DUBAI, Feb 18 – Egypt’s return to the international debt market after a five-year gap is set to attract heavy demand – so heavy that the new bonds risk pricing at precariously high levels.
The government plans to issue a $1.5 billion Eurobond in April and to return regularly to international capital markets in coming years, Hanan Salem, first deputy minister at the Ministry of Finance, told Reuters last month.
Trade in Egypt’s outstanding U.S. dollar bond maturing in 2020 shows how dramatic the return of confidence in Egypt has been since President Abdel Fattah al-Sisi took office last year, oversaw the installation of a technocratic cabinet that is starting to reform the economy, and forged an alliance with rich Gulf states to obtain aid and investment.
The yield on the bond is at 4.47 percent, near a life low of 3.98 percent hit in December and down from a peak of 11.09 percent in June 2013, when the country was frozen out of the global debt market by political and economic turmoil.
Some mainstream emerging market funds have resumed buying the bond, asset managers say; in the years immediately following Cairo’s Arab Spring uprising of 2011, foreign buyers were largely limited to adventurous hedge funds.
“We expect the Eurobond issue to go well. Even after the al Sisi rally, Egyptian spreads still trade cheap relative to their pre-Revolution average,” said Bryan Carter, portfolio manager at Boston-based Acadian Asset Management.
“Our view is that medium-term, this country should have very high returns on investment for those willing to go in.”
Spreads with other bonds reflect that view. Rated ‘Caa1’ by Moody’s, well below investment grade, the Egyptian bond trades inside Pakistan’s 2019 dollar bond, which carries the same rating, by a whopping 235 basis points.
Egypt is outperforming even more highly rated bonds. Last June, the Egyptian paper was trading 44 bps inside Lebanon’s March 2020 Eurobond, which is rated two notches higher; now it is trading 113 bps inside.
The risk for investors is that such tight price levels are based almost entirely on expectations for improvement in Egypt’s economy, not on its current economic situation.
Investors are betting the improvement will trigger a string of credit rating upgrades in the next couple of years. That would increase demand; many global funds only invest in bonds that are rated at least ‘B-‘ by the three main agencies, while other funds have higher floors.
“Markets tend to be ahead of rating agencies, and Egypt is already trading on the expectation of an upgrade. Though spreads are tight relative to other ‘B-‘ rated sovereigns, the proper comparison is with the ‘B+’ or ‘BB-‘ cohort,” Carter said.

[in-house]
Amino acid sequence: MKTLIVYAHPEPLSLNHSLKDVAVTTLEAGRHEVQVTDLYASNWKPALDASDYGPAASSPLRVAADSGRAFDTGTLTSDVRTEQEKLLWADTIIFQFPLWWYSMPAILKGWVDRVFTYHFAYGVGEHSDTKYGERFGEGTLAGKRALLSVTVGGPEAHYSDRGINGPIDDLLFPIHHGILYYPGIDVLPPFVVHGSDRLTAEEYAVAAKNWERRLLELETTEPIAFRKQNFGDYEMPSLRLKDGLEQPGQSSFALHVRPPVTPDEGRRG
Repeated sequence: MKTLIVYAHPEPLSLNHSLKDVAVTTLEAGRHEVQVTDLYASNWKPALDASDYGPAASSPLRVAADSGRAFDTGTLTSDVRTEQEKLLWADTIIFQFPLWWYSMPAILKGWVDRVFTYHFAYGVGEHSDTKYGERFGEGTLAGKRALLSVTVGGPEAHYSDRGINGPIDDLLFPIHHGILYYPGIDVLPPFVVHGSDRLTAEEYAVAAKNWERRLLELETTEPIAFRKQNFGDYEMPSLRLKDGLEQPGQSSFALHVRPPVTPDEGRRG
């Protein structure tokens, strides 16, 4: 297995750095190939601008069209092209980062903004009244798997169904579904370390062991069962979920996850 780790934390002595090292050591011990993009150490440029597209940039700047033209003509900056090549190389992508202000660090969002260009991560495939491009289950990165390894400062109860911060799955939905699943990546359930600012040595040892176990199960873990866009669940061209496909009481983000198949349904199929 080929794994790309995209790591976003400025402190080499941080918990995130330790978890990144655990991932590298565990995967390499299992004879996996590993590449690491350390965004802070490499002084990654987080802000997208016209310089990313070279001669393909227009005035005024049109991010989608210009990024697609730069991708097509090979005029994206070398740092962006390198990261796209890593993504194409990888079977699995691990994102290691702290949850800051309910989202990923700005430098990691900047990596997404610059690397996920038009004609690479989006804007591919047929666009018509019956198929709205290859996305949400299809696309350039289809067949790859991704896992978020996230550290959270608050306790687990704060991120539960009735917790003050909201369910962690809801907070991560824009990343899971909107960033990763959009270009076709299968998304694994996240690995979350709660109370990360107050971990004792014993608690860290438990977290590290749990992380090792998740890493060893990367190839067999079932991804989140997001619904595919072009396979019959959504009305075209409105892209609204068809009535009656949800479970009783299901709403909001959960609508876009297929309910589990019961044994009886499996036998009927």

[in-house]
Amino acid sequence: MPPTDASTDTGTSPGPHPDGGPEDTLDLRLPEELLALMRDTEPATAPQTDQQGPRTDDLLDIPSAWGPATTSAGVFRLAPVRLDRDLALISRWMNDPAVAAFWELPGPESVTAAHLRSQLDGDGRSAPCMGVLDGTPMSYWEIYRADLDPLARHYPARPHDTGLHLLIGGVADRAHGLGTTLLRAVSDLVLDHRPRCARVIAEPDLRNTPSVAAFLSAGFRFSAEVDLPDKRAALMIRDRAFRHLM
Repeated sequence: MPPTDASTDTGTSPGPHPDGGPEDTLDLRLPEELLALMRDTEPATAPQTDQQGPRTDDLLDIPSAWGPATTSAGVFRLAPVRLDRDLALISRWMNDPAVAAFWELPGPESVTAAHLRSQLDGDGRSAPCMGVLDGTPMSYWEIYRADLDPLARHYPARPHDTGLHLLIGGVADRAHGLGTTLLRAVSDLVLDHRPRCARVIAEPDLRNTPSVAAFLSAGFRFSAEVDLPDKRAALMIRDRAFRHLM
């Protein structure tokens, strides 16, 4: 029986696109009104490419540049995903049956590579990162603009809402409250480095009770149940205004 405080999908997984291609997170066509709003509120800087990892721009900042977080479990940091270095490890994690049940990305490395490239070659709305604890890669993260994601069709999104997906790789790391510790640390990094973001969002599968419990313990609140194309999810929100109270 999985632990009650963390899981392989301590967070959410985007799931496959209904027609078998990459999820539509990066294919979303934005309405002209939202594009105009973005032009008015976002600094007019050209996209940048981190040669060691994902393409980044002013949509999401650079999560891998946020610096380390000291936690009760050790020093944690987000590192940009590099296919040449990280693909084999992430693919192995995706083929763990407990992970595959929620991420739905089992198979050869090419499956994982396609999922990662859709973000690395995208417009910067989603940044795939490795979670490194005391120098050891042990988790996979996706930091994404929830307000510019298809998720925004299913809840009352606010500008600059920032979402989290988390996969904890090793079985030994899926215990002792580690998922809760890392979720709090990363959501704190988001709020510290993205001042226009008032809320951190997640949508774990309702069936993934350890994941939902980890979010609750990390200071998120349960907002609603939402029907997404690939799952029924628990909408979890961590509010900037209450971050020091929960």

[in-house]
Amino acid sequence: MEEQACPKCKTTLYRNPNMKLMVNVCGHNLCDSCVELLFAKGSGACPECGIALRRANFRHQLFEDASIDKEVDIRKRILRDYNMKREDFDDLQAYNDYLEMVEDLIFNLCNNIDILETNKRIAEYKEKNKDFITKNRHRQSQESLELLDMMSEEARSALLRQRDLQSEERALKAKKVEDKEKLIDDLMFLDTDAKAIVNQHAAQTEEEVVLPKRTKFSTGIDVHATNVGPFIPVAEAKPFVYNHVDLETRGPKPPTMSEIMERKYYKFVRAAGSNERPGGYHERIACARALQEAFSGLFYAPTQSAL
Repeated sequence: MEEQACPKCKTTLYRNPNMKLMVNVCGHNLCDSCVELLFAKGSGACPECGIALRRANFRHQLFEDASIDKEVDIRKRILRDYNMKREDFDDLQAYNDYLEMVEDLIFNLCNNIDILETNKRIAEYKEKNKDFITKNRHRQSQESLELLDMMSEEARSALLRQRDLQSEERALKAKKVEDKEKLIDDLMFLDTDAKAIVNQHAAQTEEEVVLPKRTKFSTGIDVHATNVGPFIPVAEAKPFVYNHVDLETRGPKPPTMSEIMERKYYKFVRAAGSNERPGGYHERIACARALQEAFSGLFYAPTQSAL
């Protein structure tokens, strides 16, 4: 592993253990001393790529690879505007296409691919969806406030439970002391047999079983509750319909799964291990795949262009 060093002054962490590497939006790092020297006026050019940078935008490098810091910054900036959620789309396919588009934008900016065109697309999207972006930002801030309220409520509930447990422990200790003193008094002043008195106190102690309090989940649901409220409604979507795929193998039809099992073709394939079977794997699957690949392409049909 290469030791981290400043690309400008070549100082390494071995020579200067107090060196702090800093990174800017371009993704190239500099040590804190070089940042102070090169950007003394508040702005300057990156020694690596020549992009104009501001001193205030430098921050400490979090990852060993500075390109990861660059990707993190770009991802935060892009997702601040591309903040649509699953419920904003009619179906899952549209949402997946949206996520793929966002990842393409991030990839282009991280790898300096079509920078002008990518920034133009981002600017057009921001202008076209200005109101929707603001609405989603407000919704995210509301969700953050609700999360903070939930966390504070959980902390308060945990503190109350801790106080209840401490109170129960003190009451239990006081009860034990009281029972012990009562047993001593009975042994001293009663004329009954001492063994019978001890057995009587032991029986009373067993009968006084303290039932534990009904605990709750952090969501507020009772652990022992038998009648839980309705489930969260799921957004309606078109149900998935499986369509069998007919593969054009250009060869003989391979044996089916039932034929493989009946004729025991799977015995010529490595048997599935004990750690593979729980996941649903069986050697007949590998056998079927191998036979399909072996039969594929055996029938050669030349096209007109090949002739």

There is no question that the economy is being run more professionally now than it has been for many years. Sisi has begun cutting energy and food subsidies, building infrastructure and improving regulation. But he faces a huge task.
Gross domestic product is expected to grow 4 percent in the current fiscal year to end-June, Prime Minister Ibrahim Mehleb said last week; that would be up from 2.2 percent last year, but still below levels which many economists think necessary to make a big dent in Egypt’s youth unemployment.
Mehleb predicted a government budget deficit below 10 percent of GDP this year – a big improvement from 14 percent last year, but still at extremely high levels.
“Fiscal deficits, expected to remain in double digits in FY15, are amongst the widest in emerging markets, and the adjustment outlook is not particularly heartening,” said Raza Agha, emerging sovereign debt analyst at VTB Capital in London.
Agha said an International Monetary Fund loan programme would be critical in confirming Egypt’s economic reforms were working. An IMF deal would be politically sensitive within Egypt, however; the Finance Minister said last week that there were “no concrete plans” to consider one.
In December, Fitch upgraded Egypt to ‘B’ after the government cut subsidies and raised taxes. Moody’s, however, has only changed its outlook to stable from negative.
Lucio Vinhas de Souza, managing director at Moody’s sovereign risk group, said in December that even the plunge of global oil prices, which will benefit Egypt as an energy importer, wouldn’t necessarily mean a quick upgrade.
“The inherent weaknesses of the economies don’t disappear, they just get smaller,” he told Reuters, adding that other factors such as political and policy risk were key.
Another factor buoying Egypt’s international debt is a shortage of it. The government has only two outstanding Eurobonds, making Egyptian dollar debt very scarce for investors seeking exposure to the country.
That shortage could begin changing quickly as the government and Egyptian companies return to the international markets to fund heavy investment plans.
There is already an ample supply of Egyptian local currency debt, and foreign investors have certainly not regained confidence in it. At the end of 2010, foreigners held more than 22 percent of Egyptian Treasury bills; last October, they held just 0.13 percent of the $63 billion market, latest data shows.
A third factor is the global debt market environment, with yields extremely low around the world and geopolitical risks in countries such as Ukraine and Nigeria making Egypt look relatively attractive.
But again, this could change, with the U.S. central bank expected to start hiking interest rates this year and Egypt facing its own low-level Islamist insurgency.
Such issues may ultimately dampen interest in Egyptian debt – but not for now. “Investors have short memories and the economy is improving,” said Daniel Broby, chief executive at London-based Gemfonds, an emerging market specialist. (Editing by Andrew Torchia)